Christianity planted the seed that germinated into Western thought for two millennia. Yet the contributions of the faith, and its practitioners, remain unsung, underappreciated, and unheralded in an ever-secularizing west – a fact remedied in part by the book Great Christian Jurists in English History, edited by Hill and Helmholz.
The book is reviewed in the latest essay for Religion & Liberty Transatlantic by Stephen F. Copp, Ph.D. Copp’s credentials – as an associate professor and former head of the department of law at Bournemouth University’s faculty of media and communication, as well as a visiting law professor at St. Mary’s University, Twickenham, in London – allow him to glean profound insights from this timely book.
The English legal system and common law have long been widely admired worldwide. They are associated with justice, efficiency, fairness, and indeed with a common-sense outlook produced by a focus on real-life problems. Less well-known and appreciated is the cardinal role played by Christian beliefs and believers in their development. As this role becomes more tenuous, it is unclear whether this heralds perhaps a new direction for the common law when it will be invigorated by fresh sources of inspiration – or whether it is sailing into uncharted waters without a meaningful rudder or anchor.
The editors review the careers of 14 jurists, whose lives span from approximately 1210 to 1999. Copp gives a sense of their impact upon the English legal tradition and all nations of the world, including the U.S., whose jurisprudence is (at least in part) derived from it:
The concrete achievements of the Christian jurists described in this book were gargantuan. Their writings did much to define and describe the common law and, in that sense, gave it substance. … Their judgments in court are also shown by this book to have been of critical importance to the common law. [Lord William] Mansfield has been said to have invented modern commercial law and set Britain on the path to the abolition of slavery.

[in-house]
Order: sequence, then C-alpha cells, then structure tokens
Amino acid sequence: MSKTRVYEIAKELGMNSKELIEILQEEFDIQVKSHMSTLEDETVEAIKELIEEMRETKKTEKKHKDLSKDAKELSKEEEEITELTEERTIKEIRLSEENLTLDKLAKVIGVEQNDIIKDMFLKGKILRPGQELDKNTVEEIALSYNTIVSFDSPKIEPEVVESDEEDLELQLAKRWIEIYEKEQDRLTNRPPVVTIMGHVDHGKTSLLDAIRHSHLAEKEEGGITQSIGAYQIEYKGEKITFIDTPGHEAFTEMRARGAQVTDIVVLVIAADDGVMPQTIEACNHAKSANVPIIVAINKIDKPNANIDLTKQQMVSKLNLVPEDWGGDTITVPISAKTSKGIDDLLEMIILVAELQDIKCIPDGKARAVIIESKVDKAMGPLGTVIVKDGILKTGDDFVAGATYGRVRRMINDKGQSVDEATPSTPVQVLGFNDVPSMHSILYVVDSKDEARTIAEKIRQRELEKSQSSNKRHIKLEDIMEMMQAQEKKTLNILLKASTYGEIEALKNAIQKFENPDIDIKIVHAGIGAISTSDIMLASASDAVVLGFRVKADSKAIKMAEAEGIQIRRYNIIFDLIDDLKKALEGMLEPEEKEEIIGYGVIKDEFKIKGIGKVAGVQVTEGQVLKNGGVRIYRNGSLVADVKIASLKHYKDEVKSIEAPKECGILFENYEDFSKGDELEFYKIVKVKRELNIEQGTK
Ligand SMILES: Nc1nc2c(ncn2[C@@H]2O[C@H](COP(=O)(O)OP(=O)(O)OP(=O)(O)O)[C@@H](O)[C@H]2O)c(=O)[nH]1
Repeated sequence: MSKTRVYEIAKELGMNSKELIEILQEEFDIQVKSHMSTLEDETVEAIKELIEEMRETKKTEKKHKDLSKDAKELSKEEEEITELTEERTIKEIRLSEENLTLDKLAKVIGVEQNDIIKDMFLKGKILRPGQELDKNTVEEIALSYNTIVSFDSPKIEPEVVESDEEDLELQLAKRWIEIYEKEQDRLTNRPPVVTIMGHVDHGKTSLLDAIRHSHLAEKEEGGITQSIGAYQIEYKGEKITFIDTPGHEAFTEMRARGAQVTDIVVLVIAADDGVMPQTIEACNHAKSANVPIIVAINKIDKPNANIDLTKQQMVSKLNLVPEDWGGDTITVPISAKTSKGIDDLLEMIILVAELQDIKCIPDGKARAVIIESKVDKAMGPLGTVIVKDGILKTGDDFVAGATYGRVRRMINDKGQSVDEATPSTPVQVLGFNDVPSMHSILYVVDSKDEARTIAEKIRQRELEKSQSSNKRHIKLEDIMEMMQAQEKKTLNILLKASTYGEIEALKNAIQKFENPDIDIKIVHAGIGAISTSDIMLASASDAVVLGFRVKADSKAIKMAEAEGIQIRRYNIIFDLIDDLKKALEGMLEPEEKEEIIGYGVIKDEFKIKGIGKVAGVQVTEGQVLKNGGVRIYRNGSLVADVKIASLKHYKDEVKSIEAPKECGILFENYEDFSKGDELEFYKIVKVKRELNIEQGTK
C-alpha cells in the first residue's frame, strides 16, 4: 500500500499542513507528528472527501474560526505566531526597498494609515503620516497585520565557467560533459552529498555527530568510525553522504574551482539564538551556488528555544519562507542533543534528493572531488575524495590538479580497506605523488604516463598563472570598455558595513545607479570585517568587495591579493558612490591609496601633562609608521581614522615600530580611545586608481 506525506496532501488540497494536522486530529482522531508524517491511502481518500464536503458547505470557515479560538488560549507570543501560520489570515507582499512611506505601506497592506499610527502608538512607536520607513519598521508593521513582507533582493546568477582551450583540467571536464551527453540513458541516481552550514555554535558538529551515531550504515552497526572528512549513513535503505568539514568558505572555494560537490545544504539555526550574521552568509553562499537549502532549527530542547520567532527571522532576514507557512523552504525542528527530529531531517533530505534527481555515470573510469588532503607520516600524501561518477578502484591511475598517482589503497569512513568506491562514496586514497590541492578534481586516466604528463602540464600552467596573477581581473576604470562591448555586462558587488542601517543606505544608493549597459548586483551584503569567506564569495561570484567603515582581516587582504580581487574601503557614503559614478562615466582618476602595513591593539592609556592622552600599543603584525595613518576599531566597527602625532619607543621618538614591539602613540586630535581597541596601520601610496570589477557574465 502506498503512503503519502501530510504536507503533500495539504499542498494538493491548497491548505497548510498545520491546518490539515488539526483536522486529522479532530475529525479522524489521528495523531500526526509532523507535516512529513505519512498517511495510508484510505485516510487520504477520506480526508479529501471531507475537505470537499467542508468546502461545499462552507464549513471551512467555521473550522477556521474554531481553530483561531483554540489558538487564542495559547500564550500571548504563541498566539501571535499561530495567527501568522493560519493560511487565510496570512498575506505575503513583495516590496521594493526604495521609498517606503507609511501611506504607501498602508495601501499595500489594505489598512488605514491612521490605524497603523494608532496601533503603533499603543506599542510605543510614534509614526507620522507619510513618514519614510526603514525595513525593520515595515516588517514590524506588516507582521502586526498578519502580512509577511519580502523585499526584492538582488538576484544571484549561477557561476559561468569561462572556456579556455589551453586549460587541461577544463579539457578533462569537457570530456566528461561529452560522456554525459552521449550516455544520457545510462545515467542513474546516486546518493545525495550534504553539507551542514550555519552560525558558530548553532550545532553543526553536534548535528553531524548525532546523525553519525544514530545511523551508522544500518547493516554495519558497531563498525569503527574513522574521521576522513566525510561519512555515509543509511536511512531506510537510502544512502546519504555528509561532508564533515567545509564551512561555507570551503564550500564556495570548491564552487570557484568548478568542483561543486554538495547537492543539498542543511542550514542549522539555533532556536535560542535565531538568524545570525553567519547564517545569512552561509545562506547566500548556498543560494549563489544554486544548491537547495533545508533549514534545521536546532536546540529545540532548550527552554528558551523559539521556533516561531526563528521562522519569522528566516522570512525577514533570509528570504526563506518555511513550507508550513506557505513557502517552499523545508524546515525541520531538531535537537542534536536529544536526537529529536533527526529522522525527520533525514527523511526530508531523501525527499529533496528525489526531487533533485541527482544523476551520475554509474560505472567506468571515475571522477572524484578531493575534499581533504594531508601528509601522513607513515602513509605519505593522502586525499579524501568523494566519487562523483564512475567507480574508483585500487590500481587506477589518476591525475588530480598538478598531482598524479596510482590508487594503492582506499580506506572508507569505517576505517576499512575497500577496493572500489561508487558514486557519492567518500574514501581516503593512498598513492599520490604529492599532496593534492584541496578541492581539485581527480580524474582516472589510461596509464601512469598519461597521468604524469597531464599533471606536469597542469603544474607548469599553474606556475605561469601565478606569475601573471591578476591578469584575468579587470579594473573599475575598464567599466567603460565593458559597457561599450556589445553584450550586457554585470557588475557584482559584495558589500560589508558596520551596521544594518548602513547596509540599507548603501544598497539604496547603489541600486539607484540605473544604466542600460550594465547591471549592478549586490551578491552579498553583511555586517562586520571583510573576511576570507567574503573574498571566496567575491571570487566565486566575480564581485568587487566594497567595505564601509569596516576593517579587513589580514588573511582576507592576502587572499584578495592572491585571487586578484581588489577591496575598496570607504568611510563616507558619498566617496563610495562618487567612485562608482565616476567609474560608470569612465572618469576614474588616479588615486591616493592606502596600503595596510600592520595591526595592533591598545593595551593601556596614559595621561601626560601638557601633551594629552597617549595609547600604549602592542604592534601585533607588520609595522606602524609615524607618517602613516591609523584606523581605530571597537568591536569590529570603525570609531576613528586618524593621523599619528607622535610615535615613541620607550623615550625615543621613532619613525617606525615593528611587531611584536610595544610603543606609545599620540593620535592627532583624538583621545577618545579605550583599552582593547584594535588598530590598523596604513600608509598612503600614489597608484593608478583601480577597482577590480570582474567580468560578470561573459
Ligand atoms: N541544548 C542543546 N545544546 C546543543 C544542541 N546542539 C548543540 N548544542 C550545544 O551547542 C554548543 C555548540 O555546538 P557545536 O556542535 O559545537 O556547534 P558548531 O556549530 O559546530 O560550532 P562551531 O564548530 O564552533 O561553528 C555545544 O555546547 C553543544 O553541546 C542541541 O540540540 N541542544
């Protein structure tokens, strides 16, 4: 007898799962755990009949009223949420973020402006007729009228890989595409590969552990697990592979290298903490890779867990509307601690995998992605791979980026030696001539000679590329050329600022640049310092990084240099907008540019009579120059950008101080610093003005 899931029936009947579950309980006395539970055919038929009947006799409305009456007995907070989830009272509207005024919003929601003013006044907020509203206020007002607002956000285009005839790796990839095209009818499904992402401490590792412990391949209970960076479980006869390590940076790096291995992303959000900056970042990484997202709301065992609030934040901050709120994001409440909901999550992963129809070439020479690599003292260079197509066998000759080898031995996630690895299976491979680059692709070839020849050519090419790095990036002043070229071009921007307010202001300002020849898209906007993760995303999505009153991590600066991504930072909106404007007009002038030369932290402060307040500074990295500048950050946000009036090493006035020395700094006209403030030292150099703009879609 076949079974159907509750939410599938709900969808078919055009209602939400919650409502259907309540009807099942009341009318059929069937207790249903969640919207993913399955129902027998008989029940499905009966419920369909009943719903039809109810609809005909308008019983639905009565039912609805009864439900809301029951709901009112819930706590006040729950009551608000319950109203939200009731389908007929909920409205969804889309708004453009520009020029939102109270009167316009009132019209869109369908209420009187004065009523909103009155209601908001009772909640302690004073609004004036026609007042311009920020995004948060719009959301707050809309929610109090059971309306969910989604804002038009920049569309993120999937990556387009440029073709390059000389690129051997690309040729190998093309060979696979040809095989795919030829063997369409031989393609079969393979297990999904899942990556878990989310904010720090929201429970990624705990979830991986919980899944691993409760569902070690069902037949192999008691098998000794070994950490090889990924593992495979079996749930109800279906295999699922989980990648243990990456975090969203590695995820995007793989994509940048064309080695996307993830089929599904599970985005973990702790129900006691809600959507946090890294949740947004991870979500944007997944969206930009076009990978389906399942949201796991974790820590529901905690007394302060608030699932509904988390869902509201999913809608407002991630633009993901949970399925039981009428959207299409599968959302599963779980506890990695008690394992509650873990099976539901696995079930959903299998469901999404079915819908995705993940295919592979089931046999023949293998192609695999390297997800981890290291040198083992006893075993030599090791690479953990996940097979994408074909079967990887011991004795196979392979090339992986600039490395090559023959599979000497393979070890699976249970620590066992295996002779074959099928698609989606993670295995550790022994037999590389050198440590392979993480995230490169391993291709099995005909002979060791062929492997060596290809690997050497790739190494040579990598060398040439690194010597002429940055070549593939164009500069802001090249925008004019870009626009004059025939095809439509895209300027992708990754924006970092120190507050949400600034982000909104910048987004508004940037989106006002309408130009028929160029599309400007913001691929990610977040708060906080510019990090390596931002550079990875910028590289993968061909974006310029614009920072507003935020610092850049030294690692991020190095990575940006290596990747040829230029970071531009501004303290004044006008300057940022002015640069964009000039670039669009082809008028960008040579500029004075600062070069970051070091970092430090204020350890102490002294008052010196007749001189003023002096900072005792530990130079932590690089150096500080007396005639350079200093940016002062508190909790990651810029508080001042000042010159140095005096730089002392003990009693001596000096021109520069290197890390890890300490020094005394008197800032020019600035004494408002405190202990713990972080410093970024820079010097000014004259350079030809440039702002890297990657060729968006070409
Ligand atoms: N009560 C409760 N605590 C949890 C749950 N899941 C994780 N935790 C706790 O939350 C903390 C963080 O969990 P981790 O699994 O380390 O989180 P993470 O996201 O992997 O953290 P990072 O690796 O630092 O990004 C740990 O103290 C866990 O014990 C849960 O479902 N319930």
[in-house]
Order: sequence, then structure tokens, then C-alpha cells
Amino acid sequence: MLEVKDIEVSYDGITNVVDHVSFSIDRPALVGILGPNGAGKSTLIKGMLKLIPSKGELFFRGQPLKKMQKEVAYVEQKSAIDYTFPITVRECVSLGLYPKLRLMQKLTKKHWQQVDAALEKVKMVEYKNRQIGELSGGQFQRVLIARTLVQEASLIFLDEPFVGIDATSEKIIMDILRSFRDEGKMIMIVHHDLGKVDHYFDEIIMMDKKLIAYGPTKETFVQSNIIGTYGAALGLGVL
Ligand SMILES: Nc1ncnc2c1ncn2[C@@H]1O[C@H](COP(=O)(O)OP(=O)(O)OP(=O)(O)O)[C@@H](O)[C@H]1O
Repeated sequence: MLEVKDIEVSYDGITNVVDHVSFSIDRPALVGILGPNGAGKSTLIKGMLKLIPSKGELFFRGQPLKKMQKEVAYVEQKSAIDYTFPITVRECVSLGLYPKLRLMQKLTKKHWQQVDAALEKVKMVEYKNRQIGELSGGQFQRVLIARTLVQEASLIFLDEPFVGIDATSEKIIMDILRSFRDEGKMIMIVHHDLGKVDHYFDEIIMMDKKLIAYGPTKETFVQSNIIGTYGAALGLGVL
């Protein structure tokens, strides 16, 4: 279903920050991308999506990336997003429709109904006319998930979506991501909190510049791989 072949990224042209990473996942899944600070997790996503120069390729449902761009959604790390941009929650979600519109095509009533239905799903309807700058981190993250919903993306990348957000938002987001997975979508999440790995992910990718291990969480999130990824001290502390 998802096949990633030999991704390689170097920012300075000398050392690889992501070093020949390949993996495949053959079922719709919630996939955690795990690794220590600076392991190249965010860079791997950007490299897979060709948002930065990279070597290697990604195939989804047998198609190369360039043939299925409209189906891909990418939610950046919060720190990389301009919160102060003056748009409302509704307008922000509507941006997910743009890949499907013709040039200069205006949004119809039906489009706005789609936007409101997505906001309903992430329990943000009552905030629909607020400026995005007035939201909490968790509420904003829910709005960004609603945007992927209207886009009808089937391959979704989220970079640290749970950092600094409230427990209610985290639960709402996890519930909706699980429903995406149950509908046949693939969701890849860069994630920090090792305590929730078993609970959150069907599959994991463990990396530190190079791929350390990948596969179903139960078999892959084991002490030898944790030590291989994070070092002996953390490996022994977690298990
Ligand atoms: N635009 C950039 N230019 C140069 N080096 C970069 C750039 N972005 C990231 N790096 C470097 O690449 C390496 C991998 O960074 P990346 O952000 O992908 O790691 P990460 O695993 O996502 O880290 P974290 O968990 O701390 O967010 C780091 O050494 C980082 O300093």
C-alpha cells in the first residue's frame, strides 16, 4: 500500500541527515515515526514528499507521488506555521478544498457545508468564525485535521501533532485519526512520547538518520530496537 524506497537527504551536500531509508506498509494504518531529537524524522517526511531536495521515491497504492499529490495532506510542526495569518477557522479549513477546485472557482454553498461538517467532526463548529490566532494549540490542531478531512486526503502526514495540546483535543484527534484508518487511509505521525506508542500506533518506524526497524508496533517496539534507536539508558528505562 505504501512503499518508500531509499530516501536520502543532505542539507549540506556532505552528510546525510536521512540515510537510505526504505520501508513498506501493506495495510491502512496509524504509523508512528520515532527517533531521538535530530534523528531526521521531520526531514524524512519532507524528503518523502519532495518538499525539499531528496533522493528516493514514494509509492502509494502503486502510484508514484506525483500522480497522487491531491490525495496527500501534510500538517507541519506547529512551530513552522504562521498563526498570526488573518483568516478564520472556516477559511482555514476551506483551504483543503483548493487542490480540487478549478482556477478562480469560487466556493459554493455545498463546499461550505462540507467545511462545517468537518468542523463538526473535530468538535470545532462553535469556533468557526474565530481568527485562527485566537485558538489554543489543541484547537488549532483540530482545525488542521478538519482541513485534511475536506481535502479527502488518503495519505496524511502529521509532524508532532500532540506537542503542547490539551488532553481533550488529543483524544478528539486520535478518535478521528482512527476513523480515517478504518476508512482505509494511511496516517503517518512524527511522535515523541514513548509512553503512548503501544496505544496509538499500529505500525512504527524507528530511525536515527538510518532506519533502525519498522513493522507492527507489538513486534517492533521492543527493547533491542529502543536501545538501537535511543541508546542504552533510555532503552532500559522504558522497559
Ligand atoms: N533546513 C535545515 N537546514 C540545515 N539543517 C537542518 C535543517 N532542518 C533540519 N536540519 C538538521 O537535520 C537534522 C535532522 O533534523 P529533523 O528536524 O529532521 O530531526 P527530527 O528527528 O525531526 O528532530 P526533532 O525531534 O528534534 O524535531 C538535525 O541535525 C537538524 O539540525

Among their number are “England’s greatest medieval legal writer,” the leading lights of the legal abolitionist movement, experts in canon and commercial – as well as common – law, and pioneers in the legal system whose work experts a powerful influence today.
“Perhaps the most tangible legacy of the Christian jurists,” Copp writes, “is recorded in the chapter on [Roundell] Palmer, who is shown to have been a proponent of the scheme to concentrate the courts within one purpose-built building, the Royal Courts of Justice, on the Strand, London.”
These were no mere church attendees who warmed a pew every Sunday (often as required by law), but faithful legal scholars deeply moved by their encounter with the transcendent:
The Christian credentials of each jurist are scrupulously evaluated. We learn of how Coke recorded God’s intervention in a riding accident; how Hale had a conversion experience as a student in Lincoln’s Inn after praying for a friend who got so drunk he looked dead; the description of Kenyon as “preaching from the bench.”
Read the full review here.